vocal fry


: a vocal effect produced by very slow vibration of the vocal cords and characterized by a creaking sound and low pitch

Note: As with other kinds of laryngealization, vocal fry is produced by constricting the larynx. The effect is used typically at the ends of phrases and sentences.

… the professors said they had found evidence of a new trend among female college students: a guttural fluttering of the vocal cords they called "vocal fry." A classic example of vocal fry, best described as a raspy or croaking sound injected (usually) at the end of a sentence, can be heard when Mae West says, "Why don't you come up sometime and see me" …Douglas Quenqua, New York Times, 28 Feb. 2012
Oh vocal fry … that gravelly, "is she hungover?" tone you hear when Britney Spears and Emma Stone speak. It's widespread among young women, but it doesn't project clarity or confidence in the workplace.Annie Tomlin, Cosmopolitan, February 2014

called also creaky voice

Word History

First Known Use

1963, in the meaning defined above

Time Traveler
The first known use of vocal fry was in 1963

Love words?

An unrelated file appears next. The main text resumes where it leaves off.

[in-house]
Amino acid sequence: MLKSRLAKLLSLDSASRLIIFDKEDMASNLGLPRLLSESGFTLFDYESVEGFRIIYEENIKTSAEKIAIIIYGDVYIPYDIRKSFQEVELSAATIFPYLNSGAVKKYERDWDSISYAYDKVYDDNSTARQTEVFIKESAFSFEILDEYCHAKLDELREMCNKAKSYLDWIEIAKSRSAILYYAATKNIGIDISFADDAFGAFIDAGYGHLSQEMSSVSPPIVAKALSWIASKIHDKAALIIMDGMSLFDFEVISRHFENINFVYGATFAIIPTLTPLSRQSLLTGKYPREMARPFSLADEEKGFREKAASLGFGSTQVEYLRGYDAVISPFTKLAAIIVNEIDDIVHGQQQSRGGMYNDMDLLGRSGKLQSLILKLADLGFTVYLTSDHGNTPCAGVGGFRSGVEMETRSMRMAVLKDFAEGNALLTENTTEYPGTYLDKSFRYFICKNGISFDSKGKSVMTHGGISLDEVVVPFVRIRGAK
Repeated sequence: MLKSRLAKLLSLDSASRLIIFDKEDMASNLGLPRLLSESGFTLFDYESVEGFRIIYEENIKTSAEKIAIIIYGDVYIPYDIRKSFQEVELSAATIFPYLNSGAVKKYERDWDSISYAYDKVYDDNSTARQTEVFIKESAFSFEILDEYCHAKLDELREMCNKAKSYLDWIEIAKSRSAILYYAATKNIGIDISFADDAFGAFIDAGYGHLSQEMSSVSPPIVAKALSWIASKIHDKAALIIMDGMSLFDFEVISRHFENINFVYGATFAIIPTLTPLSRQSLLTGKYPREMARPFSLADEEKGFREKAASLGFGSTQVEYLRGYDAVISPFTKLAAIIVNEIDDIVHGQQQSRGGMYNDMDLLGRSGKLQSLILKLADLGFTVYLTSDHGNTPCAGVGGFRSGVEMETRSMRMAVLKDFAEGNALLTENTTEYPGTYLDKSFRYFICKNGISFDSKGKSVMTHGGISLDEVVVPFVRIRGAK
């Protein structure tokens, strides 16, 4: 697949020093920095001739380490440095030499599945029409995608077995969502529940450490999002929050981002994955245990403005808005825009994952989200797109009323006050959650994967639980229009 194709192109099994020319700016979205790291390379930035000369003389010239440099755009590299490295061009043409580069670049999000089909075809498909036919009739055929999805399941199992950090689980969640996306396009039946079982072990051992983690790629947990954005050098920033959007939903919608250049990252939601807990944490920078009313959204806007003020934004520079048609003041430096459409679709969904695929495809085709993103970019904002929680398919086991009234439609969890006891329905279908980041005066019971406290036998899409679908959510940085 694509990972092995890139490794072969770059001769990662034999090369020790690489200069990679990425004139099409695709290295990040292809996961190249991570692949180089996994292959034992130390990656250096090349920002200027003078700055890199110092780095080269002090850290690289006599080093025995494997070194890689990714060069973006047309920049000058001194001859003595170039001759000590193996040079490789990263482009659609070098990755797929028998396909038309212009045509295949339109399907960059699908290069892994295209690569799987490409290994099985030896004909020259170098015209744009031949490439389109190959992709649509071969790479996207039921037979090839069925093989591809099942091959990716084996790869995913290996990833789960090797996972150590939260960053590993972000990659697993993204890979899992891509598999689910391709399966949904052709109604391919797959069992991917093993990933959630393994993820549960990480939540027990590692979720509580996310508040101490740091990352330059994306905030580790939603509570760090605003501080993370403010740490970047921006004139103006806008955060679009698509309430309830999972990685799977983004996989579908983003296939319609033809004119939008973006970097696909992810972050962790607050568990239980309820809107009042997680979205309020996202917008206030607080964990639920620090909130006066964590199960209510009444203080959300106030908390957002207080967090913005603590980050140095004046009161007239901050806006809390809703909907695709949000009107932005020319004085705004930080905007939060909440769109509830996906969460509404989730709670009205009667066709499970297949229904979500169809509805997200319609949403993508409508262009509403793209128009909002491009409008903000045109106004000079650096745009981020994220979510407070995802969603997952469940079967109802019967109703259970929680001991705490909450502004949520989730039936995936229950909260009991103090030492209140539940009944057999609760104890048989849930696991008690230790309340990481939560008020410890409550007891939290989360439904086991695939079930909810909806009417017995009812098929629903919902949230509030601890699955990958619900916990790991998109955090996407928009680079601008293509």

You must — there are over 200,000 words in our free online dictionary, but you are looking for one that’s only in the Merriam-Webster Unabridged Dictionary.

Start your free trial today and get unlimited access to America's largest dictionary, with:

  • More than 250,000 words that aren't in our free dictionary
  • Expanded definitions, etymologies, and usage notes
  • Advanced search features
  • Ad free!

Dictionary Entries Near vocal fry

Cite this Entry

“Vocal fry.” Merriam-Webster.com Dictionary, Merriam-Webster, https://www.merriam-webster.com/dictionary/vocal%20fry. Accessed 2 Dec. 2023.

Love words? Need even more definitions?

Subscribe to America's largest dictionary and get thousands more definitions and advanced search—ad free!